In the next few days, for every dollar you give to Sox Place it will be matched by two generous donors (up to $7500.00)! You can give through www.coloradogives.org or PayPal or mail a check to Sox Place, PO Box 544, Denver, CO 80201-0544. You can tangibly affect the lives of our youth in a positive way by financially supporting us. Donate today!

Here’s what Cast Away, one Sox Place youth said about Sox Place: “I just wanted to let everybody know how wonderful Sox Place is to the homeless youth of downtown Denver. With out Sox Place I have no idea who or where I would be right now. Thanks to Doyle and his family, myself and others have been able to call somewhere home when we did not have one. I was able to go there the past 5 years knowing I was always welcome when I didn’t even feel welcome at my own house. Even to this day I know I can always go into Sox Place and be welcomed with love and help if I need it. Thank you to Doyle and Jordan for never judging or giving up on the homeless youth of Denver and for ALWAYS being there.”




Here’s what one Sox Place youth said about Sox Place: “I just wanted to let everybody know how wonderful Sox Place is to the homeless youth of downtown Denver. With out Sox Place I have no idea who or where I would be right now. Thanks to Doyle and his family, myself and others have been able to call somewhere home when we did not have one. I was able to go there the past 5 years knowing I was always welcome when I didn’t even feel welcome at my own house. Even to this day I know I can always go into Sox Place and be welcomed with love and help if I need it. Thank you to Doyle and Jordan for never judging or giving up on the homeless youth of Denver and for ALWAYS being there.” -Cast Away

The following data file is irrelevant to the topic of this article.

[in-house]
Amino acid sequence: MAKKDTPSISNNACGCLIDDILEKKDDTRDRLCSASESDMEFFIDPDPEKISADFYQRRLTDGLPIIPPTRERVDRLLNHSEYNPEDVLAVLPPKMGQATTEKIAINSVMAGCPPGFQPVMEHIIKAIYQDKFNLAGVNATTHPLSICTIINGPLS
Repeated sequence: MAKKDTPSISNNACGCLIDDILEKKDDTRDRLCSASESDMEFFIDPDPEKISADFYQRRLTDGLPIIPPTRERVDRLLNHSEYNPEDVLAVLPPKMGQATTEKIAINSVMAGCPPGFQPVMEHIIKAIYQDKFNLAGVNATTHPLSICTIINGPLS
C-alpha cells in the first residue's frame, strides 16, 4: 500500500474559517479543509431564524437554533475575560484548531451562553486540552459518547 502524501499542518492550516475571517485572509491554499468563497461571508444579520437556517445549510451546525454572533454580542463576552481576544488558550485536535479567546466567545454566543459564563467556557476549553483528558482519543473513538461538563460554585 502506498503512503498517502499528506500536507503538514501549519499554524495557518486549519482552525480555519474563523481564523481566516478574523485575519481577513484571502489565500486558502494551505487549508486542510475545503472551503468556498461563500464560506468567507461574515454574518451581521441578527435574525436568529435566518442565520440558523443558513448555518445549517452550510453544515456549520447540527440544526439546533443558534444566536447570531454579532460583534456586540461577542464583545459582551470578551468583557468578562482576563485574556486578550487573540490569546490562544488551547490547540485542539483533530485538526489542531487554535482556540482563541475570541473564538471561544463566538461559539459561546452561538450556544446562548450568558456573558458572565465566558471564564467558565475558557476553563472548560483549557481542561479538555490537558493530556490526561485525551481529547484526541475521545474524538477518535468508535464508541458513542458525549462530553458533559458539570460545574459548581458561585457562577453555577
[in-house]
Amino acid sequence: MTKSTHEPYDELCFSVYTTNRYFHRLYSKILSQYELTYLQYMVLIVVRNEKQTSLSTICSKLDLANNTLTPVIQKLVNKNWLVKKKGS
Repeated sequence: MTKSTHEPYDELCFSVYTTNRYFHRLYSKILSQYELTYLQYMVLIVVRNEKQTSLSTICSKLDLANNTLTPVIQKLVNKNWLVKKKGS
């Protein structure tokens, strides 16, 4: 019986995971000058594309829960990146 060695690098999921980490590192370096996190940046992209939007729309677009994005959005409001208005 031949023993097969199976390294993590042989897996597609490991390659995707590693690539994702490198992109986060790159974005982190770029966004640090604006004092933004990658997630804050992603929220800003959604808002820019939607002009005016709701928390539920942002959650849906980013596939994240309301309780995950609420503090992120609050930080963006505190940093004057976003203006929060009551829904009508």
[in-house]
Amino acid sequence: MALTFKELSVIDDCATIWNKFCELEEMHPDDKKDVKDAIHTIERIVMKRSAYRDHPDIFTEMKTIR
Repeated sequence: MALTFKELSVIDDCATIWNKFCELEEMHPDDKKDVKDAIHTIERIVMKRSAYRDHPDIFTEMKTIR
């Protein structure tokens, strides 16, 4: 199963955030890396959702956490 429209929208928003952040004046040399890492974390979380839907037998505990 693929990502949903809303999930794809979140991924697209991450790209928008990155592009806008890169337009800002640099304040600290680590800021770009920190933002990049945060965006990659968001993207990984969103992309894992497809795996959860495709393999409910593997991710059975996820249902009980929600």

America gives up too easily. We try to help someone and they don’t respond as we think they should, so we throw them away. We think that we have done a great thing, but in reality we’ve only perpetuated the cycle. How do we do this?

Yesterday I talked to one of our kids, Joey, about why Sox Place is necessary, getting his opinion about what Sox Place means to him. He said that we are here while others have come and gone and have failed to keep their promises. The street youth that come through our doors have been hurt by what parents, foster care, school, churches, politicians, and other care-givers have called “love”. This “love” consisted of only empty promises of not leaving them or using them or hurting them; only to leave them, use them, and hurt them.



Joey remembers his mother using him to get drugs and then leaving Joey to a stranger. He remembers riding in his dad’s car while he dealt drugs. He remembers other family members “throwing him away” at ages 4, 10, and 12. I would be high or drunk or violent or homeless if that had happened to me. But I had two older brothers and two older sisters take care of me when my dad left the family. Joey had no one. He had no one to show him true love until he came to Sox Place, and we are happy to have him.


Show Buttons
Hide Buttons